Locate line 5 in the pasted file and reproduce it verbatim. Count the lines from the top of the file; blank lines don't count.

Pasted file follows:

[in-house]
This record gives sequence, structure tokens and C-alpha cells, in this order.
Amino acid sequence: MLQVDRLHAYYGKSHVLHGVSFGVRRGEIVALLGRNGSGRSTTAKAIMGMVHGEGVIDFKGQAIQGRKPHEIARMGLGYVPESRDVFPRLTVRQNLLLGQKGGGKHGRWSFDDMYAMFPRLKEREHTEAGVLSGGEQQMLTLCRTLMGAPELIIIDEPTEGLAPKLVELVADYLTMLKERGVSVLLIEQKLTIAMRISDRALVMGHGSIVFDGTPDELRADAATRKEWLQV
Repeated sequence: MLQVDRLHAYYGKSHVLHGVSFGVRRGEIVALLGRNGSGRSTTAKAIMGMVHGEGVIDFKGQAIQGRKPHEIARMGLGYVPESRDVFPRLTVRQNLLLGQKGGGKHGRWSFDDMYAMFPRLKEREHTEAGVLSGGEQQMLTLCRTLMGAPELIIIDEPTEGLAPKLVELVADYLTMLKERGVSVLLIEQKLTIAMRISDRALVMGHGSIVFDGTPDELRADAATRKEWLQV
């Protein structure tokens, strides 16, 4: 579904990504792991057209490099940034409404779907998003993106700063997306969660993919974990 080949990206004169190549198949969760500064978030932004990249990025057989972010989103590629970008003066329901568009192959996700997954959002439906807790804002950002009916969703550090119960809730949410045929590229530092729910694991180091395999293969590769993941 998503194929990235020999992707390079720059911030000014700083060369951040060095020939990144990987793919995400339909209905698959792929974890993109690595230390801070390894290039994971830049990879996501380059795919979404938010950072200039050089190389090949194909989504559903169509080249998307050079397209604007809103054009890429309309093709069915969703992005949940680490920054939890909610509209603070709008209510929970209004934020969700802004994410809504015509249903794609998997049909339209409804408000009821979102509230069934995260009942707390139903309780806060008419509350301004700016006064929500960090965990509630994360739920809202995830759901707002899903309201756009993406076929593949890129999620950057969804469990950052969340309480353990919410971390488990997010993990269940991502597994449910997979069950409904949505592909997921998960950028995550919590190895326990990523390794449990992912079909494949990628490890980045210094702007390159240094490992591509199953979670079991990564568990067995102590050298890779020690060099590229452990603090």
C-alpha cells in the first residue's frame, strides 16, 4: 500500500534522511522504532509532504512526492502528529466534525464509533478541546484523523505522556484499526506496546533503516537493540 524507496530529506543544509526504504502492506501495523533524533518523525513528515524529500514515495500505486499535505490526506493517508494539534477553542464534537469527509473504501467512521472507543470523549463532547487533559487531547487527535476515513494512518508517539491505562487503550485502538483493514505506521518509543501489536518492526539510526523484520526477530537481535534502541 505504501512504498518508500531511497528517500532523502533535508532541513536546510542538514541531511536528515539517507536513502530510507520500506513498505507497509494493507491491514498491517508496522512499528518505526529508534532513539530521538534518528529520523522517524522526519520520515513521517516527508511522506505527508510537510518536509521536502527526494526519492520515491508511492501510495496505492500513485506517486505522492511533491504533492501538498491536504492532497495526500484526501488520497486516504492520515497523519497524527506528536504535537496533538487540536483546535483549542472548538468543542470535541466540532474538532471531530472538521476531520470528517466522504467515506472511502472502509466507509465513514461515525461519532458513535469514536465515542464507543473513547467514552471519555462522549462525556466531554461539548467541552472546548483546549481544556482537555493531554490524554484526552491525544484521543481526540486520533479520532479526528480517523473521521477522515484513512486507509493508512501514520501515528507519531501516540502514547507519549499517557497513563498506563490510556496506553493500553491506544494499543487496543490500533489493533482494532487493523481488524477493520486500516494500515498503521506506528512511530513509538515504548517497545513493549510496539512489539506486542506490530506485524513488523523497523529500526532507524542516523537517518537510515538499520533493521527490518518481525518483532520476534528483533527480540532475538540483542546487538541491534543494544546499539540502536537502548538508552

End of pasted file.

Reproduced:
């Protein structure tokens, strides 16, 4: 579904990504792991057209490099940034409404779907998003993106700063997306969660993919974990 080949990206004169190549198949969760500064978030932004990249990025057989972010989103590629970008003066329901568009192959996700997954959002439906807790804002950002009916969703550090119960809730949410045929590229530092729910694991180091395999293969590769993941 998503194929990235020999992707390079720059911030000014700083060369951040060095020939990144990987793919995400339909209905698959792929974890993109690595230390801070390894290039994971830049990879996501380059795919979404938010950072200039050089190389090949194909989504559903169509080249998307050079397209604007809103054009890429309309093709069915969703992005949940680490920054939890909610509209603070709008209510929970209004934020969700802004994410809504015509249903794609998997049909339209409804408000009821979102509230069934995260009942707390139903309780806060008419509350301004700016006064929500960090965990509630994360739920809202995830759901707002899903309201756009993406076929593949890129999620950057969804469990950052969340309480353990919410971390488990997010993990269940991502597994449910997979069950409904949505592909997921998960950028995550919590190895326990990523390794449990992912079909494949990628490890980045210094702007390159240094490992591509199953979670079991990564568990067995102590050298890779020690060099590229452990603090």